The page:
News & Info

Swing Into PT for a Better Golf Game

High angle view of an Asian gandparents and grandson walking on the green of a golf course.

It’s National Golf Month! Hank Aaron noted that it took 17 years for him to get 3,000 hits in baseball, but only one afternoon on the golf course. Author John Updike compared the golf swing to a suitcase where we try to pack too many things. And Mark Twain famously remarked that “Golf is a good walk spoiled.” Despite the whining, golf is a popular sport, with 112 million people – that’s one-third the U.S population – engaging with the activity in 2022. More than 41 million Americans over age 6 play the sport.

If you are one of the newly anointed or even if you have devoted years  to the sport, think about adding physical therapy (PT) to your training. It could help improve your game. Here are three ways PT can ensure your performance on the course is not subpar.

  1. Flexibility. The golf swing involves the entire body in a complex rotation to send the ball on its path. The greater the player can twist their upper body, the faster the club hits the ball and the farther the ball can travel. Research on skilled golfers has shown that flexibility in the player’s chest, abdomen, pelvis, and back impacted club speed in the swing. Physical therapists are movement experts. They can teach you how to use stretches and other exercises to achieve a better range of motion in the trunk while ensuring your joints move without restriction or pain.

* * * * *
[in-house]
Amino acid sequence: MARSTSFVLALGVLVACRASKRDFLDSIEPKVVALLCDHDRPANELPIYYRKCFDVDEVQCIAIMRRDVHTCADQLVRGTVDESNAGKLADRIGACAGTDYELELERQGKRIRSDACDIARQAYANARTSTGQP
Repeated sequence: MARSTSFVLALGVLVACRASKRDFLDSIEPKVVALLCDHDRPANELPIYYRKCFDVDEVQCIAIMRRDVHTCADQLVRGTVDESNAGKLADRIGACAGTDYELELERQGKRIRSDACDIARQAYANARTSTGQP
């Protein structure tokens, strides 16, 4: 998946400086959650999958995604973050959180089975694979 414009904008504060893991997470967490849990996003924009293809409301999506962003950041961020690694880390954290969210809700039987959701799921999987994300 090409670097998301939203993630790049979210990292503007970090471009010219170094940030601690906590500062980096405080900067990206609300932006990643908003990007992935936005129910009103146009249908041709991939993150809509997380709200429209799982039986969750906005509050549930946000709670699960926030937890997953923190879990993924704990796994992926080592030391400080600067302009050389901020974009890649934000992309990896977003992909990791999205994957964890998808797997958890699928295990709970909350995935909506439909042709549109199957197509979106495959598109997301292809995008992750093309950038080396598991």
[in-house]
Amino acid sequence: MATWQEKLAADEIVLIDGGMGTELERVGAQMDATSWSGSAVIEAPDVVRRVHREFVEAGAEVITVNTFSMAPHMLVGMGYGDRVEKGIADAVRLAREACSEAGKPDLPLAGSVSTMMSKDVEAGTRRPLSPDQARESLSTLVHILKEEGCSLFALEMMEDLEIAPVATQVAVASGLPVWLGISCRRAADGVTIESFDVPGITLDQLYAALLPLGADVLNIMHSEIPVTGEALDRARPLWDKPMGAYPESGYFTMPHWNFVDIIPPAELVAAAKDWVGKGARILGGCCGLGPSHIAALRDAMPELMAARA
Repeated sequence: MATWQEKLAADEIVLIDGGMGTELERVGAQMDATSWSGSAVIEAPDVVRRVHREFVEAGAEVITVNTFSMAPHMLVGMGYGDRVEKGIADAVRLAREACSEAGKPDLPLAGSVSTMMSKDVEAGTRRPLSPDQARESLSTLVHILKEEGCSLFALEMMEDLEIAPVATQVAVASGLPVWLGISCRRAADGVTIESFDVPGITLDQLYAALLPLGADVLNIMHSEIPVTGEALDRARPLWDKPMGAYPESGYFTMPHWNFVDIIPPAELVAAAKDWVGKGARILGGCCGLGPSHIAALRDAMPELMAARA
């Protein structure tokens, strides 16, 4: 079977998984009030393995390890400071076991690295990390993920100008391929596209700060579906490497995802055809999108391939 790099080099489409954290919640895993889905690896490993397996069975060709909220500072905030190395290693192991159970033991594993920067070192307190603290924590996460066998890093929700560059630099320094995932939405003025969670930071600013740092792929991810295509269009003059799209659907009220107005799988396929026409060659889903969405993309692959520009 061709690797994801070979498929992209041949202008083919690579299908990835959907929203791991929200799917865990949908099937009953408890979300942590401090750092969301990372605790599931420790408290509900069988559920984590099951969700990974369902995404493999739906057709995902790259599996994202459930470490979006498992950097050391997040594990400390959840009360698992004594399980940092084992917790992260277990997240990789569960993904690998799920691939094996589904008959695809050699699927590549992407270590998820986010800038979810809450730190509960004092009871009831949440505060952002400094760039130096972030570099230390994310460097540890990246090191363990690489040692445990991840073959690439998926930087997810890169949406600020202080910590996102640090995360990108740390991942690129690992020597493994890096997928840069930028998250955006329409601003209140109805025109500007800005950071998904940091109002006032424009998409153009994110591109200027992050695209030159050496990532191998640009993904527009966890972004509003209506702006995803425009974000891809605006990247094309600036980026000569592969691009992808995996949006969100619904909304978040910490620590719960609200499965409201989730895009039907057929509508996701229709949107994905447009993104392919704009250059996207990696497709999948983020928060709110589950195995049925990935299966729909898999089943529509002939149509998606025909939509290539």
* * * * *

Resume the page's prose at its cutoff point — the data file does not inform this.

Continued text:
1. Balance. A balanced swing doesn’t just look graceful—it ensures control and accuracy. It’s also essential to creating a consistent, reliable performance. The body’s systems for balance include visual cues, inner ear vestibular structures, and spatial awareness. Physical therapists can check your balance and identify where improvements may be needed. For example, they can evaluate how your body moves as it shifts weight, which is critical during a golf swing. Then, exercises can be recommended to specifically improve your balance.
  1. Core strength. Free rotation and steady balance are not the only elements of a good golf swing; you also need power. And power comes from your core strength and stability. The core refers to the muscles in the center section of your body that surround the spine, abdomen, and hips. It’s key in golf as you move the swing from behind you, forward, and then through impact on the ball. Physical therapists can use data from simple tests, like the McGill core endurance test, to determine what would help improve the core’s functionality.

Physical therapy is known for helping individuals return to activities after an injury, but it can also help prevent injuries by improving mobility, flexibility, strength, and balance. Any way you slice it, PT can help your golf game!

Categories: Exercise, Physical Therapy